The intimacy of sleep is a subject mainly found in snapshots as opposed to fine art photography, writes Robert E. Jackson. The reason is that to be a witness to such an action, the person holding the camera generally must have a close association with the person sleeping– such as being a friend, lover, or family member. There is a vulnerability to being caught unawares in the act of sleeping, yet there is also a beauty to which these images attest. While voyeuristic in nature, these photos derive from a sense of play- one of the defining aspects of snapshot photography. Such a relationship between subject and photographer as a dualistic (i.e. two person) act of creating a photographic image is pretty much eliminated now in snapshots, as selfies are all about the photographer and the subject being the same person. Part of the “me” of the contemporary photographic narrative as opposed to the “we” of older snapshots.
While you were sleeping you tossed you turned
You rolled your eyes as the world burned
The heavens fell the earth quaked
I thought you must be but you weren’t awake
– Elvis Perkins – While You were Sleeping
These woods are lovely, dark and deep,
But I have promises to keep,
And miles to go before I sleep,
And miles to go before I sleep.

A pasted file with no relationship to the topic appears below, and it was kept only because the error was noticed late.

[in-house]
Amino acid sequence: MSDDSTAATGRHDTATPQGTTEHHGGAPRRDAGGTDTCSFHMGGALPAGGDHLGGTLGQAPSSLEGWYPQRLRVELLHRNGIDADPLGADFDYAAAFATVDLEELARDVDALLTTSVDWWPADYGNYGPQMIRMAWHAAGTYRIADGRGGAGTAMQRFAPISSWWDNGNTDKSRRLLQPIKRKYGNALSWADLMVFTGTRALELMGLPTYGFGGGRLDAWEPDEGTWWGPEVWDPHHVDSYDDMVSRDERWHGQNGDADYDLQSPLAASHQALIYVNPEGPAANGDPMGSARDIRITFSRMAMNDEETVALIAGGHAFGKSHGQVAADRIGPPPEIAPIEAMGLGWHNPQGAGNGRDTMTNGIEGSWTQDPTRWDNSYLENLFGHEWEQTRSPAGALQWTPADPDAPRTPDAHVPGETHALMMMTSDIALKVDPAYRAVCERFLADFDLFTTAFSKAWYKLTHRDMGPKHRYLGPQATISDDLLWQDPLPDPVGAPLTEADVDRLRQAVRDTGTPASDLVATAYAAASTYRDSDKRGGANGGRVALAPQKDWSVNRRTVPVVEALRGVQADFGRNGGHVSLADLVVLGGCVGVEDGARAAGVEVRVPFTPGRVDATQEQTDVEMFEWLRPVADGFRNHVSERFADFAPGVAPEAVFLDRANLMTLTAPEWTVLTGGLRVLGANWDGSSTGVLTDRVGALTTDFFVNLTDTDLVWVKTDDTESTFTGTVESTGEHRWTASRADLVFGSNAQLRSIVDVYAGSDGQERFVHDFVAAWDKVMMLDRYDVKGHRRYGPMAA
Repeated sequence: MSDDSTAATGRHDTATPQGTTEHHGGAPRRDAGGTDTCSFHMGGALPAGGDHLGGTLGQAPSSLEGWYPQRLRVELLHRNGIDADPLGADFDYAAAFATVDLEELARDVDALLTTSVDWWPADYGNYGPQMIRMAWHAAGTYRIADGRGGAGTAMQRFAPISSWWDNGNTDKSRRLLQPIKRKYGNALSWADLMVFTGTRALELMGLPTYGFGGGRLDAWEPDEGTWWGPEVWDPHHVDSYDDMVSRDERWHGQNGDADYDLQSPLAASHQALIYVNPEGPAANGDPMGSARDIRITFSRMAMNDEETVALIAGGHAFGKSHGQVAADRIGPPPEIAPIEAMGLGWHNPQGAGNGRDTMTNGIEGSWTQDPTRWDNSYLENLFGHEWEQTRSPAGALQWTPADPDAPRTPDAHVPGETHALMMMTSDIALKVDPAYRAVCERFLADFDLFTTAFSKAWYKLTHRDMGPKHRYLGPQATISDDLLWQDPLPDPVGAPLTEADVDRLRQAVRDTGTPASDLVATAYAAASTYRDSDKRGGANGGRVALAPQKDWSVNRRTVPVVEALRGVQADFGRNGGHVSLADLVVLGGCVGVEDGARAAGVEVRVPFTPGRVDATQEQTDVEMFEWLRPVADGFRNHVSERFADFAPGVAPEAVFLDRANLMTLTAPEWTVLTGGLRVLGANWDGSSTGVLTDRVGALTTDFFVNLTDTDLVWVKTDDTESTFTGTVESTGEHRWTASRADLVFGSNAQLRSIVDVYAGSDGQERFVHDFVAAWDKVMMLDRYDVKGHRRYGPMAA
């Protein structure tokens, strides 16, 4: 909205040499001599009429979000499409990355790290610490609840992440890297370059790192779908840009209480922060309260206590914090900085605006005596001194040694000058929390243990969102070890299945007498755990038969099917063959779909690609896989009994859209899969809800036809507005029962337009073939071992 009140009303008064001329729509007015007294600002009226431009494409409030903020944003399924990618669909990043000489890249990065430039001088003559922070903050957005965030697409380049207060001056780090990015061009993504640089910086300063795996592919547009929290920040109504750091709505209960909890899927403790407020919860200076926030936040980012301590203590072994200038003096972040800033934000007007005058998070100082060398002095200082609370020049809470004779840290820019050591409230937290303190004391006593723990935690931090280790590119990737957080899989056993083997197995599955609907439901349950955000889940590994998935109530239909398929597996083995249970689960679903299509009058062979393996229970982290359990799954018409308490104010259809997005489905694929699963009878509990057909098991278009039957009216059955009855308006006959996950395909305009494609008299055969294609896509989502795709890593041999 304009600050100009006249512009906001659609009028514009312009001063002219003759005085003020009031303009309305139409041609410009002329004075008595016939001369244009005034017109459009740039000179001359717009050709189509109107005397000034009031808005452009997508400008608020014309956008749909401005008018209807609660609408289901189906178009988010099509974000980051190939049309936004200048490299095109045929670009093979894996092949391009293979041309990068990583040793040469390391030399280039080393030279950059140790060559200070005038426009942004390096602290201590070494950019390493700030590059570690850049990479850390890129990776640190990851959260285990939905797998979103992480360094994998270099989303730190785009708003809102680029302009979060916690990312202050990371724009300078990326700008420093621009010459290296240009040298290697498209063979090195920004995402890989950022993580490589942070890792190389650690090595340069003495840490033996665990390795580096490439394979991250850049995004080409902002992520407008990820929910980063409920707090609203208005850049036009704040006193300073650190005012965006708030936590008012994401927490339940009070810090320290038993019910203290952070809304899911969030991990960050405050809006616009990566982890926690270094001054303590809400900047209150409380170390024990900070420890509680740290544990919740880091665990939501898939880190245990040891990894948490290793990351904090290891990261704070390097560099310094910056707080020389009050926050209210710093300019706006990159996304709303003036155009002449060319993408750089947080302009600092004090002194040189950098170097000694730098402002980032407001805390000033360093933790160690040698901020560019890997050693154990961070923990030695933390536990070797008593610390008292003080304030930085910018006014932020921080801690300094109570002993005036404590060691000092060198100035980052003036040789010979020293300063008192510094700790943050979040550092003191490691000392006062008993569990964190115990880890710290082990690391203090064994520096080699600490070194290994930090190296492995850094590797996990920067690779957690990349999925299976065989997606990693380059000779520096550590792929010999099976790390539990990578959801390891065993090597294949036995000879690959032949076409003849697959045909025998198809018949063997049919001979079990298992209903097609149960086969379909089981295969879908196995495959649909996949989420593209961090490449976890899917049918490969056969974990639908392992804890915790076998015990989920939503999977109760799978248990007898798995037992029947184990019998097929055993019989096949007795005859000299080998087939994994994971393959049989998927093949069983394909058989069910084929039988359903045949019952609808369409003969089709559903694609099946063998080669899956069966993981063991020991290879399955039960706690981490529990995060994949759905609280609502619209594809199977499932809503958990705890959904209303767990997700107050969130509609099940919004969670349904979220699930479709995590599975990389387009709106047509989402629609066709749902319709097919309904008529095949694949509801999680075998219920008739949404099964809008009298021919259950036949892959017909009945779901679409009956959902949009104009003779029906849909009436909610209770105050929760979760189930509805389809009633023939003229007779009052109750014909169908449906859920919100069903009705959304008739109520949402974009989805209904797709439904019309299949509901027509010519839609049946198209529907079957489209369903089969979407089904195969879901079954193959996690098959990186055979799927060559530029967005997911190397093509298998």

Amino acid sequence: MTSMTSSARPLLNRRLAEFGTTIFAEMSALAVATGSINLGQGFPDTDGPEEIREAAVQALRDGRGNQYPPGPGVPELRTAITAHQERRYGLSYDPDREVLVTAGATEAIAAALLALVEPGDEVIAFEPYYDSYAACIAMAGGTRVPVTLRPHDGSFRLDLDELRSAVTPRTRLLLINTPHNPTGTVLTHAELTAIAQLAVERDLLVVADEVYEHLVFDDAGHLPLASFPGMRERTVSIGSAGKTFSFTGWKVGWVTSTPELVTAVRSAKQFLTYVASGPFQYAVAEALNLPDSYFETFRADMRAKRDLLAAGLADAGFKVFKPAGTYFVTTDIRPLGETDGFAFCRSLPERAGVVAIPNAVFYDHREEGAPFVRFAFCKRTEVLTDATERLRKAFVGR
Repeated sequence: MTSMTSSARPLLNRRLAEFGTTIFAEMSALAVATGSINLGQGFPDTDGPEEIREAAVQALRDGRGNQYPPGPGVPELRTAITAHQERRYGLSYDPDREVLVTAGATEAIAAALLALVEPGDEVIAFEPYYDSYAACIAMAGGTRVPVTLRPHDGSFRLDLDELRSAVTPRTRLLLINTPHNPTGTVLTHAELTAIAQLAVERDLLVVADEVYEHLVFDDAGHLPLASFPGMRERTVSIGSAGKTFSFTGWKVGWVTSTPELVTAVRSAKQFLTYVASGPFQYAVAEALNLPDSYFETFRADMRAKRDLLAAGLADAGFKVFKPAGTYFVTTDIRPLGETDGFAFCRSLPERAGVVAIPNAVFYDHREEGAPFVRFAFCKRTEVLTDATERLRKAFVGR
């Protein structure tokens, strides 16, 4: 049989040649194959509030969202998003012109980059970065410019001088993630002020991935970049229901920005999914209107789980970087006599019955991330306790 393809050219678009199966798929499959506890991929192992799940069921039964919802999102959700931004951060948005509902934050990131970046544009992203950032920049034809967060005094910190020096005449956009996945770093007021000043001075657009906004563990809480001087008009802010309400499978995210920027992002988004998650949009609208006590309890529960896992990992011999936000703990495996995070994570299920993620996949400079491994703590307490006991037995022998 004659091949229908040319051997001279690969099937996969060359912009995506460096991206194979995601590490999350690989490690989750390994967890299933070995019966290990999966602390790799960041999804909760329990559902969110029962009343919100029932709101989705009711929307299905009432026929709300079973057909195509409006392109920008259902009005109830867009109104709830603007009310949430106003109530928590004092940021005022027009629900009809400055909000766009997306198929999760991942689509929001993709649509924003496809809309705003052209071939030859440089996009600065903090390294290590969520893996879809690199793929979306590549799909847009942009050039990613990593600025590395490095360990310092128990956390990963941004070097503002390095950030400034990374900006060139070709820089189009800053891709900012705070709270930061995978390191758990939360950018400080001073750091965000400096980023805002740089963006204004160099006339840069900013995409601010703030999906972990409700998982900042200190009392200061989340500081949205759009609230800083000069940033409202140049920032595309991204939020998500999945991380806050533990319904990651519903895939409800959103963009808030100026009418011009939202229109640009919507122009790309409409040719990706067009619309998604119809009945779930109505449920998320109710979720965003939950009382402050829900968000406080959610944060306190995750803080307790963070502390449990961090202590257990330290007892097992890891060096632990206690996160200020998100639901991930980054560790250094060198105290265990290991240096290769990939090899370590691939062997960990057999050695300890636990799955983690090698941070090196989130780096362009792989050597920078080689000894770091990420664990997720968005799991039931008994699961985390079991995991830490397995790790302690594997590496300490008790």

– Robert Frost, Stopping by Woods on a Snowy Evening
“To die, to sleep – to sleep, perchance to dream – ay, there’s the rub, for in this sleep of death what dreams may come…”
– Hamlet, Act III, Scene I, by William Shakespeare
When I wake up early in the morning
Lift my head, I’m still yawning
When I’m in the middle of a dream
Stay in bed, float up stream (float up stream)
Please, don’t wake me, no, don’t shake me
Leave me where I am, I’m only sleeping
– The Beatles, I’m Only Sleeping
“Finally, from so little sleeping and so much reading, his brain dried up and he went completely out of his mind.”
– Miguel de Cervantes Saavedra, Don Quixote
“Do not go gentle into that good night.
Rage, rage against the dying of the light.”
– Dylan Thomas, In Country Sleep, and Other Poems
More from the excellent Robert E. Jackson here – and on his Instagram page.
Would you like to support Flashbak?
Please consider making a donation to our site. We don't want to rely on ads to bring you the best of visual culture. You can also support us by signing up to our Mailing List. And you can also follow us on Facebook, Instagram and Twitter. For great art and culture delivered to your door, visit our shop.